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 Post subject: Kashmir-like' sapphires from Madagascar: Trade Alert!
PostPosted: Wed Mar 29, 2017 12:59 pm 
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Dr. Michael S. Krzemnicki, SSEF wrote:
Kashmir-like' sapphires from Madagascar
entering the gem trade in large sizes and quantities

By Dr. Michael S. Krzemnicki, SSEF
In recent weeks, the Swiss Gemmological Institute SSEF has analysed a significant number of sapphires from a new deposit at Bemainty, near the small town of Ambatondrazaka in Madagascar, which were submitted to us by several reliable independent sources. Bemainty/Ambatondrazaka is the site of a new gem-rush in Madagascar, which over the past few months has produced an impressive amount of sapphires, fancy coloured sapphires, and padparadschas of partly exceptional size and quality (Krzemnicki 2017 in SSEF Facette http://www.ssef.ch/research-publications/facette/ and upcoming Journal of Gemmology, Perkins 2016, Perkins & Pardieu 2016, Pardieu et al. 2017), and it appears to be a new gem source of greater importance than anything we have seen in recent years.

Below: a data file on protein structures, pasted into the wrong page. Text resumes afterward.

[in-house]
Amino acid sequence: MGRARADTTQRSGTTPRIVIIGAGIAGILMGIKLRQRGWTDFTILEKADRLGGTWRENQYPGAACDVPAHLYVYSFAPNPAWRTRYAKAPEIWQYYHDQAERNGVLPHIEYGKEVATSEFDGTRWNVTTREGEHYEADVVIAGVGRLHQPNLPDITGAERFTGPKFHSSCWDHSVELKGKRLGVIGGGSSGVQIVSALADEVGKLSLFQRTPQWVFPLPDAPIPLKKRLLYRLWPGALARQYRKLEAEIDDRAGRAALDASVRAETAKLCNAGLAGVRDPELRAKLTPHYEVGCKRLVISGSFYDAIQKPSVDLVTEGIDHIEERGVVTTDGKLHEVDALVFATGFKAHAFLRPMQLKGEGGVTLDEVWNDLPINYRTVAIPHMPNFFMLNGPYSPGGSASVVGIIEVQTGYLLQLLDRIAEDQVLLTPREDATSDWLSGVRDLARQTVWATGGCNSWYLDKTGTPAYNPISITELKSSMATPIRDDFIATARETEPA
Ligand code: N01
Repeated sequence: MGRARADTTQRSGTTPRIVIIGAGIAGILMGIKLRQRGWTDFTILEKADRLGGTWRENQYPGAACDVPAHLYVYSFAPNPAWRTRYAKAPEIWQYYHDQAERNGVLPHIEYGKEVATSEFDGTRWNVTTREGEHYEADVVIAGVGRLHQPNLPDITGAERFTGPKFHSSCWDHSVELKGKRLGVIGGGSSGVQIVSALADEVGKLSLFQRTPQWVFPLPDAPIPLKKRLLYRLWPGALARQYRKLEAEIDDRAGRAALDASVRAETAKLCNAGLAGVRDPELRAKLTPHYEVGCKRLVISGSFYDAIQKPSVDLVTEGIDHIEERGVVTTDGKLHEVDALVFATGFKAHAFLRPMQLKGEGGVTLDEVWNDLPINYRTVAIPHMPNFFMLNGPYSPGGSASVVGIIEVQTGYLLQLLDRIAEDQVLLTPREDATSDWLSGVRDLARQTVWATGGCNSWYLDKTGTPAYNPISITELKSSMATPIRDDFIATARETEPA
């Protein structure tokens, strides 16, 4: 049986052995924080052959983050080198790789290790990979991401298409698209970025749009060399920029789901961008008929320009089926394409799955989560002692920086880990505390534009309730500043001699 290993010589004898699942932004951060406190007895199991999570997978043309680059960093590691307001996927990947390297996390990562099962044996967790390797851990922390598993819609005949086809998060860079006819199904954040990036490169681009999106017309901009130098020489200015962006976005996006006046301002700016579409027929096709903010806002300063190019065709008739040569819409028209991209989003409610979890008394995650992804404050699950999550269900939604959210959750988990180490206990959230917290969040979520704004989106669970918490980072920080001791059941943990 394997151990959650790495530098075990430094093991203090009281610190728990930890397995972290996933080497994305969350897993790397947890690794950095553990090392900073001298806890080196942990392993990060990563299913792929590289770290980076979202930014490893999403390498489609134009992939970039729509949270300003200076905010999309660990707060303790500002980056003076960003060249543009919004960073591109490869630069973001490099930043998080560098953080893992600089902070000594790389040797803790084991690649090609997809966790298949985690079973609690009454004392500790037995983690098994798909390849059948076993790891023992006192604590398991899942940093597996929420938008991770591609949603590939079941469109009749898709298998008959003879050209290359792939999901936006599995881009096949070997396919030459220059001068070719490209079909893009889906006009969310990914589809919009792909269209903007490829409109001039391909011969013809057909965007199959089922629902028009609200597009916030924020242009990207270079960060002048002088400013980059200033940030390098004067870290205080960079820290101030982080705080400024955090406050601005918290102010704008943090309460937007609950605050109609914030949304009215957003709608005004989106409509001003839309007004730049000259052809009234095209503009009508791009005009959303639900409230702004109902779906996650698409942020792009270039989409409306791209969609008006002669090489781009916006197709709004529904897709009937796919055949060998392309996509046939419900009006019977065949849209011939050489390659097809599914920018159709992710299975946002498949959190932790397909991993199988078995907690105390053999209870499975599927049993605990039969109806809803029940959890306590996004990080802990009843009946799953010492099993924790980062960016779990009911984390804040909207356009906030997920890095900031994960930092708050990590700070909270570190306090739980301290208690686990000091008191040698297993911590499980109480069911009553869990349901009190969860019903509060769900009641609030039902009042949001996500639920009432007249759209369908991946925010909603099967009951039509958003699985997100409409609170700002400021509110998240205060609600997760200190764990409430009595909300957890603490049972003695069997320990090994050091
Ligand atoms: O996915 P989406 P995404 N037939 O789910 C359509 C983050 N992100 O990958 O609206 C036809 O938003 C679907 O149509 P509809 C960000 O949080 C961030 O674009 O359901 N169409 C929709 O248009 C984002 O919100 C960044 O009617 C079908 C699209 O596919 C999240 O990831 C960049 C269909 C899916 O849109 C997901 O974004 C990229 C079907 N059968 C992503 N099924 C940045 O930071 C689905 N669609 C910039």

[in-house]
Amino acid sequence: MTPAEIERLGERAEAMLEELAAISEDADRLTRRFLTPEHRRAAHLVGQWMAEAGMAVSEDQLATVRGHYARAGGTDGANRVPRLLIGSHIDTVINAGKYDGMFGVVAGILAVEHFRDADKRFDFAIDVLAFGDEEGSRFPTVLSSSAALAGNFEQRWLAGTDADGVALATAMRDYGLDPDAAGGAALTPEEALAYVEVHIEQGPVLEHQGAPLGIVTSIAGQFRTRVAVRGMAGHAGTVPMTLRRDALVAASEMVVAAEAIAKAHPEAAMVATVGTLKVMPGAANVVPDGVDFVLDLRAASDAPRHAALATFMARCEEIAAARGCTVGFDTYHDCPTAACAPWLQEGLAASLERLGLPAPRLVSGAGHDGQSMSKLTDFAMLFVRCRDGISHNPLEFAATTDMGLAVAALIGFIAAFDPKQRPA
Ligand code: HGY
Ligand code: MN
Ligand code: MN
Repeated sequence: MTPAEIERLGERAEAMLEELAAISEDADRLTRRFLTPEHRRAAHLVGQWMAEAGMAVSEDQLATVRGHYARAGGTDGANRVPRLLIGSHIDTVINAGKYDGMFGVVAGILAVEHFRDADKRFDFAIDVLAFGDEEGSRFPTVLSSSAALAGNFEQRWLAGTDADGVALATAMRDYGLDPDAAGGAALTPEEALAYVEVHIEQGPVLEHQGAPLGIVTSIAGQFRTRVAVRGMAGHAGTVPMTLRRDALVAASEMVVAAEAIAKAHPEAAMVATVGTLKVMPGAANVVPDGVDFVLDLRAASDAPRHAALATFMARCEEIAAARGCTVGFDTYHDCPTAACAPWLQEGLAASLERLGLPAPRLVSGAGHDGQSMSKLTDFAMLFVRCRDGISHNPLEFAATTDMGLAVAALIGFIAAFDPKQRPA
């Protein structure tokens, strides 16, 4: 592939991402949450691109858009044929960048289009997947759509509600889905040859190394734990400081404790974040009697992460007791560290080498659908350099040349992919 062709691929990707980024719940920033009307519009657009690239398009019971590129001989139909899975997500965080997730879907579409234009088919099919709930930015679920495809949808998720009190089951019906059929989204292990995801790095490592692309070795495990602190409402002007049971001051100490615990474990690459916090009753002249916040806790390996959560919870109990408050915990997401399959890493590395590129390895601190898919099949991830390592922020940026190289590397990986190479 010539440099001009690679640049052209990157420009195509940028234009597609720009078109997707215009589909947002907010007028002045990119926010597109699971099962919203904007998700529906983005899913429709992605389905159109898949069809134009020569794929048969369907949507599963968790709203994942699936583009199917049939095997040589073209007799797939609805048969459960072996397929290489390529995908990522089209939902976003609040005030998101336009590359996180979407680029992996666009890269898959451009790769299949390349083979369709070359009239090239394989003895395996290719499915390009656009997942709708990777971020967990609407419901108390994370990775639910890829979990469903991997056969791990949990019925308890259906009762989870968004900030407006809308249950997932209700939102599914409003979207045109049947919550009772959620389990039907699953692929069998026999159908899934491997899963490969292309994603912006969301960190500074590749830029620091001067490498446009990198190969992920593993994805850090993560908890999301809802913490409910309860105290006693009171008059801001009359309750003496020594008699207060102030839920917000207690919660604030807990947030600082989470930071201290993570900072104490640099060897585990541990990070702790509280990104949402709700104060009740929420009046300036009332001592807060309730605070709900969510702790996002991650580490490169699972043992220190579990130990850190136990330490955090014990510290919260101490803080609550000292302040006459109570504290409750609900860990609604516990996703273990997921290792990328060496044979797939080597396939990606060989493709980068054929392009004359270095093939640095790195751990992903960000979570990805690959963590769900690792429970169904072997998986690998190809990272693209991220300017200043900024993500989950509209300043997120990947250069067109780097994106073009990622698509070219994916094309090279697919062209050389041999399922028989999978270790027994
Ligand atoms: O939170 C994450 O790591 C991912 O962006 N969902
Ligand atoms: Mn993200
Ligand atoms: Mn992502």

Image

This Trade Alert focuses on sapphires from this new source in Madagascar which have a 'Kashmir-like' visual appearance. They are characterised by a subtle and fine milkiness, which results in a velvety blue colour typical of top-quality Kashmir sapphires.

Unfortunately, many of these new sapphires are accompanied by gemmological reports describing them as being of Kashmir origin. Having recently tested a sizeable number of such 'Kashmir-like' sapphires submitted by clients, and ranging in weight from 5 to 50 cts, we have concluded that many of these gems of so-called Kashmir origin actually originated from the new deposit near Bemainty/Ambatondrazaka in Madagascar. Our findings are based on meticulous microscopic observations, and also on an array of sophisticated scientific methods, including Raman microspectrometry, UV-Vis absorption spectrosopy, X-ray fluorescence and GemTOF (laser ablation inductively coupled plasma time-of-flight mass spectrometry) for trace element concentration (see also http://www.gemtof.ch and Wang et al. 2016).

The arrival of large quantities of new sapphires of Kashmir-like appearance is challenging for the gem market and gemmological laboratories alike, especially as we know that some of these Madagascar sapphires are being purposely introduced into the gem market with fraudulent claims of historic Kashmir provenance.


How can these new sapphires be distinguished from Kashmir sapphires?

The new sapphires from Madagascar can, to a great extent, be distinguished from Kashmir sapphires by careful microscopic observation. In combination with advanced methods such as trace element detection (eg. GemTOF) and Raman microspectrometry, further evidence can be collected to be able to confirm their origin.